In part 1 of this review, I discussed the various merits and challenges of USB, optical SPDIF and RCA SPDIF for audio transmission. By the end of the review, I’d decided that a Raspberry Pi working as a networked Roon endpoint was a highly effective alternative to expensive SPDIF bridges to convert USB audio to SPDIF or BNC. However, I wondered if my Raspberry Pi setup was still held back by the RCA SPDIF connection so I upgraded to the newly released Hifiberry Digi+ Pro module to have better signal handling and, more importantly, a BNC connection. You won’t believe what happened next…
Just kidding, I’m not into click bait, but the results were excellent!
Introducing the Digi+ Pro from Hifiberry
Hifiberry make a number of specialist audio modules for Raspberry Pis including DAC modules, amp modules and the Digi+ digital output modules. They’ve recently added pro grade versions of some modules as beta products. The pro models provide higher grade components and connectors as well as more customisation options (in the case of the Digi+ Pro at least).
The Digi+ Pro provides the following improvements:
- gold plated RCA SPDIF connector
- separate clocks for 44.1kHz and 48kHz based signals
- PCB space for BNC and I2S connections
To capitalise on the BNC connection, I had to source* and solder my own connector, but that proved fairly straight forward. Slightly more challenging was cutting a clean and tidy hole in the acrylic case for the RPi / Digi+ combo, but it was still very manageable and minor irregularities in the hole are hidden by the BNC socket itself.
*Hifiberry will be applying BNC connectors in future, but users will still need to do their own soldering.
Even if you’re not into soldering and modifying your own gear, I can confirm that the Pro version of the Digi+ does provide better sound than the regular Digi+ when using optical or RCA SPDIF connections, but that’s secondary to the purpose of this review – I was on a quest for all-out audio performance on the tightest budget I could impose. The question was “How little can I spend and still achieve outstanding sound?”
Is BNC Really Better?
In part 1, I explained the issues of impedance when using RCA SPDIF. Based on my experience and research, finding an RCA SPDIF circuit (i.e. source through DAC) that maintains 75 ohms at each component (including sockets, plugs and cables) is as good as impossible (it may actually be 100% impossible). BNC provides a standard where the impedance can be maintained throughout the circuit.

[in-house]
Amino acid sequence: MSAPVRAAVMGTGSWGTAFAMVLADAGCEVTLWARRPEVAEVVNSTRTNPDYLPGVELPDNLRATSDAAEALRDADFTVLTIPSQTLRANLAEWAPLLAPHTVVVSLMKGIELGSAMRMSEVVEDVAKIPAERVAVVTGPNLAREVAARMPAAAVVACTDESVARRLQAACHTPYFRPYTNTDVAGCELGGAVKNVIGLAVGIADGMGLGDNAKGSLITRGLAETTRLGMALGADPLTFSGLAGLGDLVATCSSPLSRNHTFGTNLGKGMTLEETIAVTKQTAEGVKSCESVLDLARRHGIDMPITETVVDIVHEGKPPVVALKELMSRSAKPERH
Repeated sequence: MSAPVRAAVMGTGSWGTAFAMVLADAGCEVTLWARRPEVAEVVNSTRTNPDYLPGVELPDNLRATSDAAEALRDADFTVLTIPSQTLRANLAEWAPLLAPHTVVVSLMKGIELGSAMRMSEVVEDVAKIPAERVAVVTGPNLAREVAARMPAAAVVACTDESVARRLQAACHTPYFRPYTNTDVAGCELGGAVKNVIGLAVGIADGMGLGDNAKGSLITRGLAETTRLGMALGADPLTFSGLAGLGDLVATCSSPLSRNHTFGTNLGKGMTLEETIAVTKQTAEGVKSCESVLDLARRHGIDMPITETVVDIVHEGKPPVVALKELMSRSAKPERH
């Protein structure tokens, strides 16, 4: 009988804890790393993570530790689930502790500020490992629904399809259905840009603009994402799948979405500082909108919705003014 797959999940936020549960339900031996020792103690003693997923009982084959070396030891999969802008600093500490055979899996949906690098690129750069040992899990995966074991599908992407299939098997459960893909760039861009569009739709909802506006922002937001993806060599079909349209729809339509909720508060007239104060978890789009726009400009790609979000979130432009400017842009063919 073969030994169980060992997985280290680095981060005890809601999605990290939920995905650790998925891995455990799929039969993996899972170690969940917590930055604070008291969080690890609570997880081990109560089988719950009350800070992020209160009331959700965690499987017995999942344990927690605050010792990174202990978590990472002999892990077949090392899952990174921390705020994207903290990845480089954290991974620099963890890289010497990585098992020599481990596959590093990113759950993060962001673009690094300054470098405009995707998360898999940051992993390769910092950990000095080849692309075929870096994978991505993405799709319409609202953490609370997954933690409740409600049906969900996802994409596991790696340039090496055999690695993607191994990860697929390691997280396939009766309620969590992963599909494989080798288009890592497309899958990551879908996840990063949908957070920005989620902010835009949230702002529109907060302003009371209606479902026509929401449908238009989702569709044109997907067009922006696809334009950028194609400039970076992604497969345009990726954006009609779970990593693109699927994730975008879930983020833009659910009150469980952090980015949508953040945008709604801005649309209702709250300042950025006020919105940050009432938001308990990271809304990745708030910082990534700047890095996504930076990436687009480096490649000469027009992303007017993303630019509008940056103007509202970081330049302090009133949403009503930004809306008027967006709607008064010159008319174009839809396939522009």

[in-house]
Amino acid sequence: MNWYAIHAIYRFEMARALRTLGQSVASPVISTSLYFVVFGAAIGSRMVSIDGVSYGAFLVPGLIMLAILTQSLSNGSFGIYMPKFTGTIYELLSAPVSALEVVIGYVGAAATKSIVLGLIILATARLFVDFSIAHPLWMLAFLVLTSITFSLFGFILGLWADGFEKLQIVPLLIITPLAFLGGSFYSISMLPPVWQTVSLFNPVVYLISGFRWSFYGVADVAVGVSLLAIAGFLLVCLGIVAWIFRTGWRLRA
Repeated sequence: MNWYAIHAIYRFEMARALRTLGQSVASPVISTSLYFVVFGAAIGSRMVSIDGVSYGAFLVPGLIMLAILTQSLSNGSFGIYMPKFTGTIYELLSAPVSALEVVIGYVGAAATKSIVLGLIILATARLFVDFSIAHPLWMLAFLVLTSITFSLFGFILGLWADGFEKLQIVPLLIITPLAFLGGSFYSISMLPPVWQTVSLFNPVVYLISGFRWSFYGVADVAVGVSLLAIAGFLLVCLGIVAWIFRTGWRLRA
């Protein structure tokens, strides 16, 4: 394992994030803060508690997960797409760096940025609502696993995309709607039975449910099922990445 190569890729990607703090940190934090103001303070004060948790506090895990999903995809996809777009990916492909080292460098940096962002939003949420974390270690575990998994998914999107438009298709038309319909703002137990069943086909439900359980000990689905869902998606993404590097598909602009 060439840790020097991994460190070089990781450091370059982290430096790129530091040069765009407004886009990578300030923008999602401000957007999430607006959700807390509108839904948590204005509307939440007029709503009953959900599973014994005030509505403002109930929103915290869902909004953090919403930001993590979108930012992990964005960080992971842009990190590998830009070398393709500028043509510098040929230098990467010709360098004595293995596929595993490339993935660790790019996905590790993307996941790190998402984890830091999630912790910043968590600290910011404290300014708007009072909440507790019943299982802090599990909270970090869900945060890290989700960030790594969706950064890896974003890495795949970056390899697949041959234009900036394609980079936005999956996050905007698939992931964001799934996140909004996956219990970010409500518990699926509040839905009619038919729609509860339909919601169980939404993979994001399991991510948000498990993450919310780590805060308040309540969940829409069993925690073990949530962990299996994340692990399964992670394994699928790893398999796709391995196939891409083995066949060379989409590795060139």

Just to recap, the importance of impedance matching is this:
Every time the signal hits a new impedance there is a minor reflection created. This reflection messes up the purity of the signals following it and results in noise or jitter in the signal. Therefore, by maintaining constant impedance the signal should be cleaner and the resulting music should be smoother and more detailed…
After soldering the BNC connector to the Digi+ Pro I was able to connect the Raspberry Pi to the Gumby (DAC) via both RCA SPDIF and BNC simultaneously which meant I could switch rapidly for A/B comparisons. The results were obvious.
The BNC signal was clearly superior. Thanks to the reduced jitter, the sound from the BNC connection was smoother, but more importantly it had a greater sense of space and depth combined with stronger and tighter bass reproduction. I believe everything I heard was just the result of less noise, but the difference wasn’t as subtle as that might sound. Switching to BNC had the effect of stretching the back of the soundstage away from me. The closest sounds stayed close, but the overall depth of the soundstage increased. Likewise, the remaining hint of haze and distortion was removed from the overall signal making it buttery smooth while revealing every detail. Finally, the complete lack of distortion (often perceived as higher frequency sounds) allowed more of the bass to shine through. The bass didn’t become louder at all, it just gained a greater sense of presence in the overall sound.
Conclusion & recommendations
If you’ve reached this point somewhat confused, I competently understand. Let me pull it all together…
- A good SPDIF signal is often superior to a good USB signal, but you can’t rely on this 100% due to variations in DAC circuitry and variations caused by source design and cable selection
- If you have the money to spend on a bridge device to convert USB to SPDIF (or ideally BNC) it’s probably a simpler solution
- If you’re happy to tinker a bit and use streaming software like Roon or setup a Raspberry Pi music player, you can achieve outstanding digital audio quality on a very low budget
Here’s the breakdown of approximate costs:
- Raspberry Pi – $45
- Digi+ Pro – $45
- Case (optional) – $10 and up
- Power supply – $12
- BNC socket – $8
As you can see, at around $150 (USD) all up, this is a much cheaper solution than a top quality SPDIF bridge and it provides BNC which is not necessarily true for a lot of the bridges out there. Not only that, but the RPi can be reconfigured at any time to act as a standalone media player or network end point for streaming music – it’s extremely versatile and compact. There are also options to add linear power supplies for the Digi+ Pro board and all kinds of other tweaks I haven’t even begun to consider.
I can certainly recommend this setup if you’re looking for an affordable, incremental upgrade to your existing USB setup.